Outlook: An outstanding retailer bows out

WAS IT the charms of northern Italy or something else that caused Sir Richard Greenbury to call it a day at Marks & Spencer?

It was while on holiday in Venice with his wife that Sir Richard finally admitted to himself that it was time to bring his reign to a close and severe all connections with a company that had been his life and passion. He was poring over the hundreds of pages the company has prepared as part of its strategic review when it hit him; "Do I want to continue participating in something I am not going to be around long enough to see through?". It didn't take long to decide in the negative.

It may seem cruel to say it, but from everyone's perspective, Sir Richard has undoubtedly done the right thing. Sir Richard is a big man in every sense of the word and could never have been satisfied with the role of non-executive chairman.

Coming to terms with the job of merely arbitrating board meetings and dealing with corporate governance issues is tough even for the most lackadaisical of chief executives, but Sir Richard was a tough, hands on autocrat whose rule and style was absolute. If it was difficult for Sir Richard, it must have been tougher still for Peter Salsbury, the successor as chief executive. That Sir Richard was no ordinary non-executive chairman was evident from his salary alone, which at pounds 450,000 was more executive than non.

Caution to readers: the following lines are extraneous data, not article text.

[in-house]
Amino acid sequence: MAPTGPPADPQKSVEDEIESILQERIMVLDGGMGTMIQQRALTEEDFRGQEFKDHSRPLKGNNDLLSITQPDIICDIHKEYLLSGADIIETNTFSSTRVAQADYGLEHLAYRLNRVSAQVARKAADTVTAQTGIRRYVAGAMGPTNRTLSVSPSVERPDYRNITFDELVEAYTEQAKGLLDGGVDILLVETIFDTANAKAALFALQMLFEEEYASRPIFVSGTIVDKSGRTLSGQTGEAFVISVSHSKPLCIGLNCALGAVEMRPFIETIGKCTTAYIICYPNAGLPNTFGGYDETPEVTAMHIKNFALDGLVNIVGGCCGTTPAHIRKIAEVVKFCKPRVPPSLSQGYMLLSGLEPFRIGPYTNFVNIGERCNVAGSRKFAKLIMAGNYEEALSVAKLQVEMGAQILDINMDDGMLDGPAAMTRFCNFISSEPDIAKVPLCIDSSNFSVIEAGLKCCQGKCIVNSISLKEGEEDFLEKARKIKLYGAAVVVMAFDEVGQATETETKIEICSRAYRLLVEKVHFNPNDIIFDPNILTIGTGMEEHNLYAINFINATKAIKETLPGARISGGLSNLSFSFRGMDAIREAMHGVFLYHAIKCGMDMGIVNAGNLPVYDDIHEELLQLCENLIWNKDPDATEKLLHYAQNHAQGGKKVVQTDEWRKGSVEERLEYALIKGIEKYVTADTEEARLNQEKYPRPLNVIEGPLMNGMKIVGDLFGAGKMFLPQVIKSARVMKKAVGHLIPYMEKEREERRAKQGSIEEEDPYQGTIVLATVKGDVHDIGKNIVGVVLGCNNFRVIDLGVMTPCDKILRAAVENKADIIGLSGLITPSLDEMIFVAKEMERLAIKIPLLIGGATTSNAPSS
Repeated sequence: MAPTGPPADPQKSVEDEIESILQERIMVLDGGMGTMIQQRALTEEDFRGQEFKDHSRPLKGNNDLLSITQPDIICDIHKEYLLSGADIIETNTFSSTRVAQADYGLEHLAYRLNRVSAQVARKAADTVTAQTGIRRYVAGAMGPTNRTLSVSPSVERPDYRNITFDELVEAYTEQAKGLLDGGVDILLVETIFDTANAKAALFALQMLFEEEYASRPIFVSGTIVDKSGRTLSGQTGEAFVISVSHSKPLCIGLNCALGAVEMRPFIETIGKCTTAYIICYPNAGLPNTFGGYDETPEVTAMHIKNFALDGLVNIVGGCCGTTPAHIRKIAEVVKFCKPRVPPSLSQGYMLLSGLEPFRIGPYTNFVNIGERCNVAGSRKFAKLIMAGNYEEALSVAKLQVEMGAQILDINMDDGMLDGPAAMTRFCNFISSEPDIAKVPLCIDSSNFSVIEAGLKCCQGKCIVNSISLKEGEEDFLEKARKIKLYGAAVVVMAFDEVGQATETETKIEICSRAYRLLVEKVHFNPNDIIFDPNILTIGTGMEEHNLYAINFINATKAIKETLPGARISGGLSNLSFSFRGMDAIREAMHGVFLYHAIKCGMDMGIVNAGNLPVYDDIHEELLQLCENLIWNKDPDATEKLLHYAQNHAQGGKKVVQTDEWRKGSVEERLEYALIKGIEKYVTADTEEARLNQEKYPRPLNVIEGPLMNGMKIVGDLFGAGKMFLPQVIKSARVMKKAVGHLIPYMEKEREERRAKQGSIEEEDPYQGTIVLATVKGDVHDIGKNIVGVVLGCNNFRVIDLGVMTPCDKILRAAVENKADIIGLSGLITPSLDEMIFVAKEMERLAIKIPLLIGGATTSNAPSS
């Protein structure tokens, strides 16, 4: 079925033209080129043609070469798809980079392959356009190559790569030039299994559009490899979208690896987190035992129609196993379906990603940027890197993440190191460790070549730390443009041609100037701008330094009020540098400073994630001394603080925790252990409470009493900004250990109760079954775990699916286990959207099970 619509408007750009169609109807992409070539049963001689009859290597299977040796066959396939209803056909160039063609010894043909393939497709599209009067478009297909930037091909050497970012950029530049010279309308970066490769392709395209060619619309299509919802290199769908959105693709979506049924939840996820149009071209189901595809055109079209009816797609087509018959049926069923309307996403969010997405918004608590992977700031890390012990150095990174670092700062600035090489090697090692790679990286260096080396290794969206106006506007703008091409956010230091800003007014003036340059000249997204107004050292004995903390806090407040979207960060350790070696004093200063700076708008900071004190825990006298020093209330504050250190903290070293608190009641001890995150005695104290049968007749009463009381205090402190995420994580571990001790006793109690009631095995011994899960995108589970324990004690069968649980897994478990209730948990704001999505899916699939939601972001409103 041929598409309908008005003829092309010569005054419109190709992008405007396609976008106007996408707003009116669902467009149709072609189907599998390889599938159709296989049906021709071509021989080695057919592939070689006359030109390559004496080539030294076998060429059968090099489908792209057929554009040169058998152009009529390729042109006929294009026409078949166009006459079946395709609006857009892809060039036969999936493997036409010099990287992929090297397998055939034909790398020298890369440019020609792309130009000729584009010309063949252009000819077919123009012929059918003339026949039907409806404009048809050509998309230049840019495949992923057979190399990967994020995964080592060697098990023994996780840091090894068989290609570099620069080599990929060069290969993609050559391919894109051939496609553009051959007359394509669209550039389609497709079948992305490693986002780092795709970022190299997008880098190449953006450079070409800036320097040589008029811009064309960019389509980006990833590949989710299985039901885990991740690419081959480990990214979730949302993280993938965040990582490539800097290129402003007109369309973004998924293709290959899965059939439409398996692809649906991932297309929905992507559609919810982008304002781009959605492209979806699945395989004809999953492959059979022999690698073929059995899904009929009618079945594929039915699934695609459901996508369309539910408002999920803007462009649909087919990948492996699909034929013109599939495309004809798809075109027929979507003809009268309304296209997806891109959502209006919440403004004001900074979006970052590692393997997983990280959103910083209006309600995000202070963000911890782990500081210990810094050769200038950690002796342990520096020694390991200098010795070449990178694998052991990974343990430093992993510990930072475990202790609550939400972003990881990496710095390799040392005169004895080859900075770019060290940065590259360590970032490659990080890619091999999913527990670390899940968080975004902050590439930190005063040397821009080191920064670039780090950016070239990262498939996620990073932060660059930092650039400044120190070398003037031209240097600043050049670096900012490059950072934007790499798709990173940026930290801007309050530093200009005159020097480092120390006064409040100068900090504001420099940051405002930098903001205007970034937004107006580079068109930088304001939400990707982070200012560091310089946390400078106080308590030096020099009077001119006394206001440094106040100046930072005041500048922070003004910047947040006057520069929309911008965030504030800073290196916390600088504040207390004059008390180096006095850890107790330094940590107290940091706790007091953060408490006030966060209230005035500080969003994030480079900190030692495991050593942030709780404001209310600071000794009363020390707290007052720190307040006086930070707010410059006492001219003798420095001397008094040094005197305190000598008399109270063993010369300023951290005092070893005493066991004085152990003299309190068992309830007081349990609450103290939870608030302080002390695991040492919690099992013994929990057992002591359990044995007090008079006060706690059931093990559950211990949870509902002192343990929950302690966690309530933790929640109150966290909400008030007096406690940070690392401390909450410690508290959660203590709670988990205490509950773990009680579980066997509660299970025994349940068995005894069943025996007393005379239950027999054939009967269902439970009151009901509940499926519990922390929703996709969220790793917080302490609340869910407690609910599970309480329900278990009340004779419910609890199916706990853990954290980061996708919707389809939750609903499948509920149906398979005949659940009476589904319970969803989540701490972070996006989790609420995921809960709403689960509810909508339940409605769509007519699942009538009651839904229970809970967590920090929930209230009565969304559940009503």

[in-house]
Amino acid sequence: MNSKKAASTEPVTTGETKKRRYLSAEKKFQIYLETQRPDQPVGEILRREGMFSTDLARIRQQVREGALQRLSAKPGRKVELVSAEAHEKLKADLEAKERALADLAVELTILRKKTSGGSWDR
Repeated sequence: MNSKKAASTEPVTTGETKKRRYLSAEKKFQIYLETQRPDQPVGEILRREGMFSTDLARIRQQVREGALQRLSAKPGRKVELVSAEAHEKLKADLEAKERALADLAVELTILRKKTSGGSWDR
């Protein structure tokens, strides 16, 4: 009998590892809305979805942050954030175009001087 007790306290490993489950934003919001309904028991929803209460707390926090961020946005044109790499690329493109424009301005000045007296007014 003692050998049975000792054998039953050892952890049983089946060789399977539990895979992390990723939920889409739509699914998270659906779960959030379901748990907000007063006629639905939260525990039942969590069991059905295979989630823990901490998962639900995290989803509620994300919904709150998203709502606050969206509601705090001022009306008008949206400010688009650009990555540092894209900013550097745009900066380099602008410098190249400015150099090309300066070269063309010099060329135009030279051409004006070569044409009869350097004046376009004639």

To have Sir Richard sitting on your shoulder, tut-tutting and double guessing your every move must have been awkward in the extreme, particularly when so much of what Mr Salsbury has to do is unravel and change what was done before.

Mr Salsbury is Sir Richard's choice of team leader, and the two are great friends, but from where he stands it is going to be much easier to deal with an outsider than someone as wedded and glued to the past as Sir Richard.

Besides being the right decision, Sir Richard's is also a brave one. It is never easy to leave on a low note and from his own point of view his timing could hardly be worse, with the company's share price close to its five-year low. In the City he'll be remembered more for his failings than his achievements, the startling way M & S seemed to lose touch with its customers, the profits collapse and the boardroom row, than the pounds 7bn of profit clocked up under his watch.

By the same token, when M&S does eventually return to favour, as surely it must with a brand as powerful as St Michael, he'll get none of the credit. Yet if he had gone just two years ago the verdict of posterity would not have been more different.

After years of sustained growth, M & S seemed incapable of putting a foot wrong and its press was universally favourable. It is but a small step from outstanding success to arrogance and hubris. Sir Richard may have been guilty of both these latter characteristics, but he should also be remembered for what he was - in his time the most outstanding British retailer of his generation.

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